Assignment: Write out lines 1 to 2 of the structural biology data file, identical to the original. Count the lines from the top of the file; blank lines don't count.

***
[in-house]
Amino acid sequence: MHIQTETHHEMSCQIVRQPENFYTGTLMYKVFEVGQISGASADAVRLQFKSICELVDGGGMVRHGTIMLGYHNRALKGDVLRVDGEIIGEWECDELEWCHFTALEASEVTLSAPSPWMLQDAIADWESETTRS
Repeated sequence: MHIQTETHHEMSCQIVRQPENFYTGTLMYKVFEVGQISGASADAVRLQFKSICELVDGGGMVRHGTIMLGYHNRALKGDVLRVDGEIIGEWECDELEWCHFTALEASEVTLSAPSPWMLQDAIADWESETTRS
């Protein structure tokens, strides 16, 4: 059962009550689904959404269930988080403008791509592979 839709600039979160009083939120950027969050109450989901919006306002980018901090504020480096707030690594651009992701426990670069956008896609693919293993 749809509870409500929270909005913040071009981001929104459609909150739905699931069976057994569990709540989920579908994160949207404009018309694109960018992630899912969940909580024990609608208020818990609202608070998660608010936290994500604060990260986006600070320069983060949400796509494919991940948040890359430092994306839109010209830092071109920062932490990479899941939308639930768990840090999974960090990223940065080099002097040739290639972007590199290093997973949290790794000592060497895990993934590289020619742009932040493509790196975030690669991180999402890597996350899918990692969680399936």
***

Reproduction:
[in-house]
Amino acid sequence: MHIQTETHHEMSCQIVRQPENFYTGTLMYKVFEVGQISGASADAVRLQFKSICELVDGGGMVRHGTIMLGYHNRALKGDVLRVDGEIIGEWECDELEWCHFTALEASEVTLSAPSPWMLQDAIADWESETTRS